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Bond approved? Here’s how to hold onto it

Your bond may have been approved, but don’t go out and take on more, unnecessary debt just yet. This is because some banks continue to monitor your credit profile and perform updated affordability checks up until bond registration.

What this basically means is that your affordability for your bond could change quite dramatically between bond approval and registration, and your bank could reduce the loan amount, reprice it or, worse, decline it altogether.

“We have found that consumers are often unaware that taking out further debt after their home loan is approved will trigger a review on the home loan application,” says Tommy Nel, head of credit at FNB Home Loans. “We continually re-assess loans that we have approved in the window up until the bond registers in the deeds office and the property is transferred into the new owner’s name.”

The triggerslighting a fuse

In join applications, any new, adverse information listed against any of the applicants in the bond registration window, such as missed payments or defaults or further debt taken on, triggers the review process. The reassessment considers this new information on the applicants’ credit profiles as well as any new debt obligations that have been entered into.

“This can result in repricing of the home loan, a lower amount offered or, in some cases, even a complete decline of previously approved loan,” says Nel. “This can obviously be a very distressing experience for prospective homeowners; however, the reassessment is necessary to protect the interests of both client and bank.”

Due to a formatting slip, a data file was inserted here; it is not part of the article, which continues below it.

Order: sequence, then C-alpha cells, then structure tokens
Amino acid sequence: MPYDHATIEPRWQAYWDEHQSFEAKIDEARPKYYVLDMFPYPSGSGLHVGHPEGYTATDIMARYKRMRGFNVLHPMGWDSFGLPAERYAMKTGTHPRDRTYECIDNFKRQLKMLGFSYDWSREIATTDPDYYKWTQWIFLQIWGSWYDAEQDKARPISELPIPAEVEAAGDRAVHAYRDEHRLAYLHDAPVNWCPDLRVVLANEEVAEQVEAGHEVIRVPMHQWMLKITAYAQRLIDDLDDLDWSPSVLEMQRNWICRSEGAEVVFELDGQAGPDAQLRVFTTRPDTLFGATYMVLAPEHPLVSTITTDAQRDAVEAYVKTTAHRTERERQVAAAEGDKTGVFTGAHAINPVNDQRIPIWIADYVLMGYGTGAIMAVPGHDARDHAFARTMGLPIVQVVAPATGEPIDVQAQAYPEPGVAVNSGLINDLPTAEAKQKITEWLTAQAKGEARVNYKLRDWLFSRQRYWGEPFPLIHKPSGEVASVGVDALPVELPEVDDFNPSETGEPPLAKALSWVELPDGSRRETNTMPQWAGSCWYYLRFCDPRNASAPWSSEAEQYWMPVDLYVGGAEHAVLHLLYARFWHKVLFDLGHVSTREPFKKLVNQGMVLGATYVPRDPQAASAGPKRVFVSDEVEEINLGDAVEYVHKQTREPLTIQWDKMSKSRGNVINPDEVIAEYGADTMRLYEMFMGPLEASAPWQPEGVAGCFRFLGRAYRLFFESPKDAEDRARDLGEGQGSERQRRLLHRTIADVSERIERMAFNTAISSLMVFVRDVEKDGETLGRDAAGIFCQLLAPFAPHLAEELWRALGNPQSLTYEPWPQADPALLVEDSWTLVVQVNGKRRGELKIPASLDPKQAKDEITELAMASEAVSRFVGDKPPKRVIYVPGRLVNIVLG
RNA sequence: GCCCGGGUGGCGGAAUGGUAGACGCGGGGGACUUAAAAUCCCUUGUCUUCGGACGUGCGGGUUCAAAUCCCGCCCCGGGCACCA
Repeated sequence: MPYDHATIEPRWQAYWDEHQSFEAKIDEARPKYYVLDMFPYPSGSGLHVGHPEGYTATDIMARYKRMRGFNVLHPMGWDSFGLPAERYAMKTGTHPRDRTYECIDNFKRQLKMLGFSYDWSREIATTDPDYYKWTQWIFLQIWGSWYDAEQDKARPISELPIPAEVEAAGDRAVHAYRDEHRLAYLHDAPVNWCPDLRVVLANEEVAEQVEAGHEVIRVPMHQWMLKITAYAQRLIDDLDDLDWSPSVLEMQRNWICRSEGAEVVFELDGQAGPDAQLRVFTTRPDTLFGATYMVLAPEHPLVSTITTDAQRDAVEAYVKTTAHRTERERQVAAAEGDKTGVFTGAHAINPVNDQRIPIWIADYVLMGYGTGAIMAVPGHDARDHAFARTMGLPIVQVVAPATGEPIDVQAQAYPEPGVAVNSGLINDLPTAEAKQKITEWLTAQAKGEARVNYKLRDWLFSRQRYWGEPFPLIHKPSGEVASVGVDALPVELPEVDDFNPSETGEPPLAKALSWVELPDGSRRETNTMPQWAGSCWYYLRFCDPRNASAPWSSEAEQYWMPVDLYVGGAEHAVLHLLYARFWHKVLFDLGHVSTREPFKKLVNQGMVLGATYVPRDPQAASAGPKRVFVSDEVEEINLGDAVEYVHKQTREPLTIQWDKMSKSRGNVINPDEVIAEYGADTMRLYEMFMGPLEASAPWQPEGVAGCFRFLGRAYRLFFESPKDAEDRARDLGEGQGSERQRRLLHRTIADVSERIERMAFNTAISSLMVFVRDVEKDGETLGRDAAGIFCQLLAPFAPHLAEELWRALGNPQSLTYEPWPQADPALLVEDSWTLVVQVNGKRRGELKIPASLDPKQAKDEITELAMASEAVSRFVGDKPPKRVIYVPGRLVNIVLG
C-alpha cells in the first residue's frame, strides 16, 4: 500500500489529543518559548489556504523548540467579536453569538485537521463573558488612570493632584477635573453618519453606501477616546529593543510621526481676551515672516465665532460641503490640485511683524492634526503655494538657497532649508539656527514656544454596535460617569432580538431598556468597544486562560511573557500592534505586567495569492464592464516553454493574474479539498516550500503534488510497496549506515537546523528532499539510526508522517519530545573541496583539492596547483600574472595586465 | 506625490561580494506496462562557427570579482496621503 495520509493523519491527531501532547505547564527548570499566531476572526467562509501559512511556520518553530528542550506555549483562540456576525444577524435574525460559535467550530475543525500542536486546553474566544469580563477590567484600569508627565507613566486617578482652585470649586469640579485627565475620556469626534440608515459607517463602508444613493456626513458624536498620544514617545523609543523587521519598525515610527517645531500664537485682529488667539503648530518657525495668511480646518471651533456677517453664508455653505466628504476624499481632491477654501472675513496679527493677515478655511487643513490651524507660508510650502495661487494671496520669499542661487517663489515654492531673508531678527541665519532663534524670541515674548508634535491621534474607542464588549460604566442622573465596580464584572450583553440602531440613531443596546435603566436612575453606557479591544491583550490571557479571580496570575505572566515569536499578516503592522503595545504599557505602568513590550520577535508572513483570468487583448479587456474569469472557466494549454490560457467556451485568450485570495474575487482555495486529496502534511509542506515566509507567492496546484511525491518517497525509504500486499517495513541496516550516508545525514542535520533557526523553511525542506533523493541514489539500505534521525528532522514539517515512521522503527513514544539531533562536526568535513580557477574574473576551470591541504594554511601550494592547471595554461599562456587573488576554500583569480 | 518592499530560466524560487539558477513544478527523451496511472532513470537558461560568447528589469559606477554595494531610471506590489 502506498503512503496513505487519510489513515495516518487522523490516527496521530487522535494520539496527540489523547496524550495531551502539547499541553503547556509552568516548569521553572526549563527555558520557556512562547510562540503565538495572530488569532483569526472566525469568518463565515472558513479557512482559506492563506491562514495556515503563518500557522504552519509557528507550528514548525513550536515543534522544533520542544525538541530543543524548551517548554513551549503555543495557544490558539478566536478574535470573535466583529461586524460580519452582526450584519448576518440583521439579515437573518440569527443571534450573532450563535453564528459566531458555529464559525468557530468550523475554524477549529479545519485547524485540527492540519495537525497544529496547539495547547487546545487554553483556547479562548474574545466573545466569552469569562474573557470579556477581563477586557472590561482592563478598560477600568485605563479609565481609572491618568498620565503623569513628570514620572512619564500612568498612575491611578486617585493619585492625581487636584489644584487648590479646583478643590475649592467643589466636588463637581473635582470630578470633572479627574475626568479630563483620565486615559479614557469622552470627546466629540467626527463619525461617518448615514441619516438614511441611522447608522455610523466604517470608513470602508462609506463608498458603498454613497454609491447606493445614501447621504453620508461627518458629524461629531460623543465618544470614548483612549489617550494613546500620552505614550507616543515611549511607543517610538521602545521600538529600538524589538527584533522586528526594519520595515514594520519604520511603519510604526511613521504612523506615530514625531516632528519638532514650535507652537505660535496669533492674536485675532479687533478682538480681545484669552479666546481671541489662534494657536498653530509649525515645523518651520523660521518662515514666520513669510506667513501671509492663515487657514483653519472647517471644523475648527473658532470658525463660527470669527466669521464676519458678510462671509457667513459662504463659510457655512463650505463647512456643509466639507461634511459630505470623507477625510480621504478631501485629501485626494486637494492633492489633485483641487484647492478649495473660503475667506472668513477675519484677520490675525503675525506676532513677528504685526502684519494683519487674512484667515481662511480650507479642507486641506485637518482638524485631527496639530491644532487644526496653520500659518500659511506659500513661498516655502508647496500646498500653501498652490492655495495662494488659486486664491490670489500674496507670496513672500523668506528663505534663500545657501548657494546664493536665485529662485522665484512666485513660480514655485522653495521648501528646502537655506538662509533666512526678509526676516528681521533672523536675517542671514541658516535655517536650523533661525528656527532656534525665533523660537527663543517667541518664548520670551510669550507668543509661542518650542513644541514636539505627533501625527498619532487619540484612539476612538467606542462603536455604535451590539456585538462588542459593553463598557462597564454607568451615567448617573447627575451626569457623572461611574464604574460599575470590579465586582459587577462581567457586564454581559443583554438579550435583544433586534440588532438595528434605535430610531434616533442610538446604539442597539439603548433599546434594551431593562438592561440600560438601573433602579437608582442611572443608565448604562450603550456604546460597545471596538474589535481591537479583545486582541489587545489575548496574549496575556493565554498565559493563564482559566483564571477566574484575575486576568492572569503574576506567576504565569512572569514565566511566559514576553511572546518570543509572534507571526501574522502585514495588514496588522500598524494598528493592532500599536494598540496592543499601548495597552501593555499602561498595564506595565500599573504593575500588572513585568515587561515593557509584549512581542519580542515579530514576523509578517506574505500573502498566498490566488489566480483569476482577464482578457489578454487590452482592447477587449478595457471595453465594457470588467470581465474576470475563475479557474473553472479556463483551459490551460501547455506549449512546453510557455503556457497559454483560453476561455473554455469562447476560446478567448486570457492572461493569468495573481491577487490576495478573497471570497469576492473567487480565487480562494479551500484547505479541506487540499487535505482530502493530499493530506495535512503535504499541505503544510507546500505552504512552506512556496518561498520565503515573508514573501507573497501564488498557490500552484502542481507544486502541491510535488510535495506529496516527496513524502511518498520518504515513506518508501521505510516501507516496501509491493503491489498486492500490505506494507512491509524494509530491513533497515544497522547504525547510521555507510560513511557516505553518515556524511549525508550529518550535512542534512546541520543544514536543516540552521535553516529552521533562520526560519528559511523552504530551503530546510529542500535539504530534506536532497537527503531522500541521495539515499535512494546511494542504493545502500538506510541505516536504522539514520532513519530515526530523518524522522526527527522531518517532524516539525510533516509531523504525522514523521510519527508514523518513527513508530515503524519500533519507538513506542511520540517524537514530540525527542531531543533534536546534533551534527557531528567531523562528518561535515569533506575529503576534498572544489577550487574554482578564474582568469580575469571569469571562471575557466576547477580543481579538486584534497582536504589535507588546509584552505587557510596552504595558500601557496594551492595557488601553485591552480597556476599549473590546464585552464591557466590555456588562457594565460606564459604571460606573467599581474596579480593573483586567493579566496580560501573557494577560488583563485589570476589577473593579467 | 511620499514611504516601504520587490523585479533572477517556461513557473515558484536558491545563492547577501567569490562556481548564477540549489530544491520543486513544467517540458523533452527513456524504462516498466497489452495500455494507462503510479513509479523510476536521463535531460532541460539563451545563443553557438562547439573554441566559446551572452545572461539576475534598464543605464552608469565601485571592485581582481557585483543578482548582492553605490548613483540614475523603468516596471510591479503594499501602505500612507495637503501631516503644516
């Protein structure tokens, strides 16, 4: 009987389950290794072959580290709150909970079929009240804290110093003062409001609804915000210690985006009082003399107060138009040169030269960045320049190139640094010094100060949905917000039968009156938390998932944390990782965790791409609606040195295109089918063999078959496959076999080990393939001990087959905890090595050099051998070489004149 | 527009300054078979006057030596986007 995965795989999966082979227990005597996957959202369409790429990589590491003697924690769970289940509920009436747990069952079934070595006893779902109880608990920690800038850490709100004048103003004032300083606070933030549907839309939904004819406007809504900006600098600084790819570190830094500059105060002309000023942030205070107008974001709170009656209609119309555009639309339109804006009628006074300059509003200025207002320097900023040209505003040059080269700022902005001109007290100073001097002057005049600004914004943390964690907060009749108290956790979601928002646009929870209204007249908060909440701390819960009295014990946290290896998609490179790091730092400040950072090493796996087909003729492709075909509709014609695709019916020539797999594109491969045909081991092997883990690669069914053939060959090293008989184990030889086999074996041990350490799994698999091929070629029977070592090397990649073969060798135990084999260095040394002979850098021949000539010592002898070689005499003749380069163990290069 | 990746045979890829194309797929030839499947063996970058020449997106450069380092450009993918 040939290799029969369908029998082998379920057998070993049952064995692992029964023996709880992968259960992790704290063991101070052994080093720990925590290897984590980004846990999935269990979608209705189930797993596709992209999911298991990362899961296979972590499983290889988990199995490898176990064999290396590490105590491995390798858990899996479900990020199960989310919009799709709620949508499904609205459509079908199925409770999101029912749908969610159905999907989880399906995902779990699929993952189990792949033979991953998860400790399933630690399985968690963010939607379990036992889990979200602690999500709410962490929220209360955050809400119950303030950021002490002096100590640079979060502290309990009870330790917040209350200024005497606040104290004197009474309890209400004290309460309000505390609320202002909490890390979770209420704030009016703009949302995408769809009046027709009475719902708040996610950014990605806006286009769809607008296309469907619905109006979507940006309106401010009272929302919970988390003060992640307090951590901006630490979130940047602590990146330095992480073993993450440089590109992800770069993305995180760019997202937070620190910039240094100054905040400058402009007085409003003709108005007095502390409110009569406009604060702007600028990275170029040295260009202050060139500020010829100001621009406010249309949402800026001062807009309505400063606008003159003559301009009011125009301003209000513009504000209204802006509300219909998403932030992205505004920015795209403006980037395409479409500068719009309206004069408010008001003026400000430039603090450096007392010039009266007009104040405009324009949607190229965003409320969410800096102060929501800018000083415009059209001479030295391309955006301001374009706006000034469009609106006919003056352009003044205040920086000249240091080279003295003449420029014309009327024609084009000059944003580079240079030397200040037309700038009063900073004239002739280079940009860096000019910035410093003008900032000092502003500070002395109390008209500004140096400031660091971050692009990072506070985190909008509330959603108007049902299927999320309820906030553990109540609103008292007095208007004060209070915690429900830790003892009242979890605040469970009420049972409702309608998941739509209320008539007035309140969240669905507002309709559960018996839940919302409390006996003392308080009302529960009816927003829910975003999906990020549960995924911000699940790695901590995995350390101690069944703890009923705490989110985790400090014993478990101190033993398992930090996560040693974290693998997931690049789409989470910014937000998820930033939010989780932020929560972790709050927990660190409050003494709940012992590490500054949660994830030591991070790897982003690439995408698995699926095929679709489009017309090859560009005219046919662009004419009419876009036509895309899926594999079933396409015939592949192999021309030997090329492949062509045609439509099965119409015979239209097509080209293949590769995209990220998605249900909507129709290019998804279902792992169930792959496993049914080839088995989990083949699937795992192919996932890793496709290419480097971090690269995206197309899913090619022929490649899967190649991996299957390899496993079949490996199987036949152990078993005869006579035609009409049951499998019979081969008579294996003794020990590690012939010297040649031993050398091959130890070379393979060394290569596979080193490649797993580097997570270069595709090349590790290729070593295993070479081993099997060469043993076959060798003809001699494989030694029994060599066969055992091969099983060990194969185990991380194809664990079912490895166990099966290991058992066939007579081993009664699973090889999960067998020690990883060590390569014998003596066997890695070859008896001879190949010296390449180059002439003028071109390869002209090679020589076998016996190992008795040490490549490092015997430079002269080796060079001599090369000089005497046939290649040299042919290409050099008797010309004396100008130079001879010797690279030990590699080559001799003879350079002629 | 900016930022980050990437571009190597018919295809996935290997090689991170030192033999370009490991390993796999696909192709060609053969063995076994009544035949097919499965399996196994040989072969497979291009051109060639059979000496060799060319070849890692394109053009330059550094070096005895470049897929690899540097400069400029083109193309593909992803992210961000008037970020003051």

It gets worseholding on to home foreclosure

Overextending credit puts potential homeowners at risk of foreclosure, from which some consumers never fully recover as there is likely to be a shortfall on the loan they are still liable for. It could also damage their good credit standing which could compromise their ability to rent a property, given credit checks.

Nel says that customers tend to be overly optimistic about their level of affordability and warns them to not take on any extra debt after a home loan application has been approved.

“Consumers do not always allow themselves a margin of safety for unforeseen expenses or interest rate increases when setting their household budget,” says Nel. “This reduces their ability to recover from unforeseen emergency expenses or interest rate increases, and some then resort to taking out unsecured loans to try and get back on their feet. However, in the absence of a disciplined review of their expenditure levels, this is likely to do more harm than good in the long term.”

Before taking on any further debt, whether store cards, personal loans or vehicle finance, consider you are not overextended. Having to wait for pay day to buy basic household items could be a sign that you could are living beyond your means and need to take action.

“I suggest that a new homeowner waits until they are in their new home and have lived there for a few months before taking on new debt,” says Nel. “This way they can be confident that their household budget still balances after some of the increased costs associated with their new property purchase.”


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